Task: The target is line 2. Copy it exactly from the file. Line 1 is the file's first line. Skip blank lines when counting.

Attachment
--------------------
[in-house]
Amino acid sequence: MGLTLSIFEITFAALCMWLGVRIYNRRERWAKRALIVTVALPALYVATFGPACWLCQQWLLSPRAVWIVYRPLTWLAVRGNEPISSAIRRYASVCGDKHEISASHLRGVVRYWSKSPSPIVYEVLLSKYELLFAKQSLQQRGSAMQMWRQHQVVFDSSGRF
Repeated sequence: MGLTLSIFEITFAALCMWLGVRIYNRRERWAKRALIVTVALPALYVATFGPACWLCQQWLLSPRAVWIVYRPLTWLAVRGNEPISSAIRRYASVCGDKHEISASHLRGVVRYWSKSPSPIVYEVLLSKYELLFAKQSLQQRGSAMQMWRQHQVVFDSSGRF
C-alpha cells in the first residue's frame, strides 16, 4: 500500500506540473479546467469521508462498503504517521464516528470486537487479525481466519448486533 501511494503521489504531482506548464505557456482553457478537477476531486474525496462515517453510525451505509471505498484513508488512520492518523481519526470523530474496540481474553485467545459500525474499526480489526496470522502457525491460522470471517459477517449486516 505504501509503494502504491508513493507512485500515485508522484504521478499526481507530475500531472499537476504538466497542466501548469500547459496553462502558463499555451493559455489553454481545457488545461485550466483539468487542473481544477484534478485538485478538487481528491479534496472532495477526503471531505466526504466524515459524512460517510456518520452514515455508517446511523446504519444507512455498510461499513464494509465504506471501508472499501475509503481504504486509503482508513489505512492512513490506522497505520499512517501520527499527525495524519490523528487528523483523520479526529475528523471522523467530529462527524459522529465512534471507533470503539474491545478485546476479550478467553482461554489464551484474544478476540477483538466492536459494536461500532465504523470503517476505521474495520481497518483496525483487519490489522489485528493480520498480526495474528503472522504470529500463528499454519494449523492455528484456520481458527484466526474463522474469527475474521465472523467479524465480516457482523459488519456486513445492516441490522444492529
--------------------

Amino acid sequence: MGLTLSIFEITFAALCMWLGVRIYNRRERWAKRALIVTVALPALYVATFGPACWLCQQWLLSPRAVWIVYRPLTWLAVRGNEPISSAIRRYASVCGDKHEISASHLRGVVRYWSKSPSPIVYEVLLSKYELLFAKQSLQQRGSAMQMWRQHQVVFDSSGRF